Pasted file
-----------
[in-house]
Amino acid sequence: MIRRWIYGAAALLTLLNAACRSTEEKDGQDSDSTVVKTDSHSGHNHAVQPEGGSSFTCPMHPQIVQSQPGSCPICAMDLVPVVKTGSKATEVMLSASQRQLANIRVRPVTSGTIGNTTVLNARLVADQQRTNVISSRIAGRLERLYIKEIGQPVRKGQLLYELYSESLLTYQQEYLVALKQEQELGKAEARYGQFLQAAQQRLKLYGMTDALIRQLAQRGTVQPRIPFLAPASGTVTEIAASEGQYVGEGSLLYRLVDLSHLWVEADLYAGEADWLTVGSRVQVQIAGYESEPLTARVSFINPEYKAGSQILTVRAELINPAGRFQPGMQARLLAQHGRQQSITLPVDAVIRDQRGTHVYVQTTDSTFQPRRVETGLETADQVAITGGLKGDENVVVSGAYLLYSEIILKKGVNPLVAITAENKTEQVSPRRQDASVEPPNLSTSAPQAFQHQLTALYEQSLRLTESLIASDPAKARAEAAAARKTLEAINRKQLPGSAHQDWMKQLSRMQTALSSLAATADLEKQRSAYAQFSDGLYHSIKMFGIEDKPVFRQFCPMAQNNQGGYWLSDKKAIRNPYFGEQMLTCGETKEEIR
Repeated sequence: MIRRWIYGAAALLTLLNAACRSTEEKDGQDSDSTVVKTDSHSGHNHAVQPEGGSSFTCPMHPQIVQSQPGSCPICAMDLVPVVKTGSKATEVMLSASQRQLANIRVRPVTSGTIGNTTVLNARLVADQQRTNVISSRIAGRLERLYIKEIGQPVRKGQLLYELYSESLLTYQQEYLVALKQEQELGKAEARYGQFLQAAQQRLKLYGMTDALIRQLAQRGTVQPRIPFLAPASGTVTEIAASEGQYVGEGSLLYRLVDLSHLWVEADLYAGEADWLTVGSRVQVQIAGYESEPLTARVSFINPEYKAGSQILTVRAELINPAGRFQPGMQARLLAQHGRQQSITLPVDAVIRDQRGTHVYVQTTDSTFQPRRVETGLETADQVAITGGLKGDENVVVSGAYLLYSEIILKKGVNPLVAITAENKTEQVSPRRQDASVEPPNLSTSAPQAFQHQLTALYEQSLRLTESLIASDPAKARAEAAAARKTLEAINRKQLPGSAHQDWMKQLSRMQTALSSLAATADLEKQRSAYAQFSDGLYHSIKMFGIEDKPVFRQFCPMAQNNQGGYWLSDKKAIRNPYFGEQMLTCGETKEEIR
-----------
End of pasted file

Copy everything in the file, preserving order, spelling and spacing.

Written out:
[in-house]
Amino acid sequence: MIRRWIYGAAALLTLLNAACRSTEEKDGQDSDSTVVKTDSHSGHNHAVQPEGGSSFTCPMHPQIVQSQPGSCPICAMDLVPVVKTGSKATEVMLSASQRQLANIRVRPVTSGTIGNTTVLNARLVADQQRTNVISSRIAGRLERLYIKEIGQPVRKGQLLYELYSESLLTYQQEYLVALKQEQELGKAEARYGQFLQAAQQRLKLYGMTDALIRQLAQRGTVQPRIPFLAPASGTVTEIAASEGQYVGEGSLLYRLVDLSHLWVEADLYAGEADWLTVGSRVQVQIAGYESEPLTARVSFINPEYKAGSQILTVRAELINPAGRFQPGMQARLLAQHGRQQSITLPVDAVIRDQRGTHVYVQTTDSTFQPRRVETGLETADQVAITGGLKGDENVVVSGAYLLYSEIILKKGVNPLVAITAENKTEQVSPRRQDASVEPPNLSTSAPQAFQHQLTALYEQSLRLTESLIASDPAKARAEAAAARKTLEAINRKQLPGSAHQDWMKQLSRMQTALSSLAATADLEKQRSAYAQFSDGLYHSIKMFGIEDKPVFRQFCPMAQNNQGGYWLSDKKAIRNPYFGEQMLTCGETKEEIR
Repeated sequence: MIRRWIYGAAALLTLLNAACRSTEEKDGQDSDSTVVKTDSHSGHNHAVQPEGGSSFTCPMHPQIVQSQPGSCPICAMDLVPVVKTGSKATEVMLSASQRQLANIRVRPVTSGTIGNTTVLNARLVADQQRTNVISSRIAGRLERLYIKEIGQPVRKGQLLYELYSESLLTYQQEYLVALKQEQELGKAEARYGQFLQAAQQRLKLYGMTDALIRQLAQRGTVQPRIPFLAPASGTVTEIAASEGQYVGEGSLLYRLVDLSHLWVEADLYAGEADWLTVGSRVQVQIAGYESEPLTARVSFINPEYKAGSQILTVRAELINPAGRFQPGMQARLLAQHGRQQSITLPVDAVIRDQRGTHVYVQTTDSTFQPRRVETGLETADQVAITGGLKGDENVVVSGAYLLYSEIILKKGVNPLVAITAENKTEQVSPRRQDASVEPPNLSTSAPQAFQHQLTALYEQSLRLTESLIASDPAKARAEAAAARKTLEAINRKQLPGSAHQDWMKQLSRMQTALSSLAATADLEKQRSAYAQFSDGLYHSIKMFGIEDKPVFRQFCPMAQNNQGGYWLSDKKAIRNPYFGEQMLTCGETKEEIR